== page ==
Summer 2013 - - Travel & Culture Guide

October 11, 2014  |  By  |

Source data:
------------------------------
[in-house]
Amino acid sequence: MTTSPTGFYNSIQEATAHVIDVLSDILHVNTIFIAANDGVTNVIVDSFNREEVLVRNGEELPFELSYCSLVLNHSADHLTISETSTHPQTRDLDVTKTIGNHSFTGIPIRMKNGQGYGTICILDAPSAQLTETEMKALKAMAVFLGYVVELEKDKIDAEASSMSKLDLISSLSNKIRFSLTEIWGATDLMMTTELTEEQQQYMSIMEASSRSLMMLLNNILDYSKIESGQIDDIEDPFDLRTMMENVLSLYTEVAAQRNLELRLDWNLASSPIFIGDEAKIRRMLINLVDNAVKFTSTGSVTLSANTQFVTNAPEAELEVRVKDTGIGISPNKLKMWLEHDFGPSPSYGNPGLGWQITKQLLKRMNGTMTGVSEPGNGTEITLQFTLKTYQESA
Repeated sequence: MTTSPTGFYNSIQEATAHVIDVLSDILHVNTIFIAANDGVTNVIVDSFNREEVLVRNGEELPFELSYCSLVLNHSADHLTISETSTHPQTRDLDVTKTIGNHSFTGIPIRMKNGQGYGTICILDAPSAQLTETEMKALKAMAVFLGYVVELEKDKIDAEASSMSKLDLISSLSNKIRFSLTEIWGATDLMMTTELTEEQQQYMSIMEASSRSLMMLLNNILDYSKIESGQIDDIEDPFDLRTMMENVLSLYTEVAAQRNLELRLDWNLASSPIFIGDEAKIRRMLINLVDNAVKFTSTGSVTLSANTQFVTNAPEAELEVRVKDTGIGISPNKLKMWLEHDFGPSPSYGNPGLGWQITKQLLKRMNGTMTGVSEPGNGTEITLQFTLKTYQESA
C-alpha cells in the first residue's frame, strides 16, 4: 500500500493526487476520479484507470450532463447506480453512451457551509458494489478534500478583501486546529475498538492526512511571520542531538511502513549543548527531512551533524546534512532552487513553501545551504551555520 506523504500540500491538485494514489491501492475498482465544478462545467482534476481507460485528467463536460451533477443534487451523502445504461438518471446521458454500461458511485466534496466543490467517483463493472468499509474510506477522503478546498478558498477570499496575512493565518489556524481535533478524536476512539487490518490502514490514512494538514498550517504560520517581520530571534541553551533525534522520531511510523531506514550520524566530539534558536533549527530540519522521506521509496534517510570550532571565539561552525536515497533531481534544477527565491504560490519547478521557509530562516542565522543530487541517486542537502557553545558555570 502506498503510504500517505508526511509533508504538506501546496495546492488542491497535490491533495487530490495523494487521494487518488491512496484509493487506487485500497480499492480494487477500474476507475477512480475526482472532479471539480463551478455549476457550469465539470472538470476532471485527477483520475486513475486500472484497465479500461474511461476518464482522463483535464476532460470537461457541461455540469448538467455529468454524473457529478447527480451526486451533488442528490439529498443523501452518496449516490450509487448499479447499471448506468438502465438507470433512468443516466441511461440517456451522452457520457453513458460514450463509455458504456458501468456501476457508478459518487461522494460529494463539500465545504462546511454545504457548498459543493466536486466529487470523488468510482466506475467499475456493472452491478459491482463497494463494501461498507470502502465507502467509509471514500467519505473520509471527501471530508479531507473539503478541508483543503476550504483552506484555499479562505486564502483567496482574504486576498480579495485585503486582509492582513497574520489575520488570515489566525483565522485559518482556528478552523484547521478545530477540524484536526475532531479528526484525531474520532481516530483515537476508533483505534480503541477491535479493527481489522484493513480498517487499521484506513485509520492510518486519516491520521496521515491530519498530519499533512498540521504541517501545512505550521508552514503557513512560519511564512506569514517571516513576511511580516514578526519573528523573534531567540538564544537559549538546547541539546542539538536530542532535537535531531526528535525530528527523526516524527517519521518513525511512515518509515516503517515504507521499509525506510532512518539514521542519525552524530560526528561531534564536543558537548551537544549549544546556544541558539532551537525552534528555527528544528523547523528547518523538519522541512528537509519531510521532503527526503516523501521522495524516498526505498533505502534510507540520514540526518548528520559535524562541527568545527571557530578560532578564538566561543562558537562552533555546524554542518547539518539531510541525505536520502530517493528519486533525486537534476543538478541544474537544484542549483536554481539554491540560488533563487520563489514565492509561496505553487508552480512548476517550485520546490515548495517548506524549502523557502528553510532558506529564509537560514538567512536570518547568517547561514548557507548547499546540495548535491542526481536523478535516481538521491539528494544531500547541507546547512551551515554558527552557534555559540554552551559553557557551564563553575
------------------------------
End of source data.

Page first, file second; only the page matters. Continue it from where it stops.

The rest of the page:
2 REETINGS G Bluegrass festivals, John F. Kennedy commemorations and Fourth of July celebrations – what could be more American than that? Traditional Irish music festivals, Irish dancing competitions and Irish heritage walks – what could be more Irish than that? But here is the catch: bluegrass, JFK and Fourth of July festivities are all taking place in Ireland and Northern Ireland this summer, while Irish music, dancing and heritage walks are to be found all throughout New England. History has a way of connecting places over generations, of giving them cause to interact and develop ties over time. Ireland and New England are two places twined by history, heritage and a shared culture. As a tourism organization, we place great value on how heritage helps dene a destination, and how cultural exchange helps to strengthen bonds between people and places. Over time, such an exchange helps to create a shared memory that takes the most interesting turns. A good example of this shared memory is President Kennedy. Here in Boston, the John F. Kennedy Presidential Library and Museum is one of the region’s most popular tourist destinations. Every day busloads of visitors from around the world arrive there to learn about, reect upon and be inspired by the Kennedy presidency. New Englanders are certainly proud of this home-town hero who made his way to the world stage and inuenced history, and proud of the JFK Library for its high caliber exhibits, lectures and community events throughout the year. Similarly, Ireland has developed its own fond memories of President Kennedy, especially after his famous trip there in June 1963, when he became the rst sitting American president to visit the tiny island. The fact that JFK’s eight great-grandparents all left Ireland for Boston around the same time, and that President Kennedy and his entire family were proud of their Irish roots endeared him to the Irish people in the half century since his historic visit. So whether you are celebrating the JFK presidency in New Ross, County Wexford, or Boston’s Dorchester neighborhood this summer, you are part of a larger cultural connection that binds people together. Sometimes it is tragedy that brings people together and cultural connections serve as a salve. Such was the case this past spring after the Boston Marathon bombings, when people throughout the world expressed love and support for Boston, while denouncing senseless acts of evil. In this issue we reect on how the Boston Marathon was an inspired event from the very beginning, and the unique role that Boston’s Irish community played in its history. Finally, don’t lose sight of the common ground that New England and Ireland/ Northern Ireland share: the keen desire to be outdoors throughout the summer months, to take advantage of the long days and the sunny weather. So make your way to an outdoor festival near you. Enjoy the music and dance, the native cuisine and customs, and the camaraderie of people who share something in common with you. You might end up eating hot dogs and burgers in Dublin, or sh and chips in Boston. You might enjoy an uilleann piper in Rhode Island, or a bluegrass player in County Tyrone, but that’s ne. It is what shared culture is all about. Boston Irish Tourism Association

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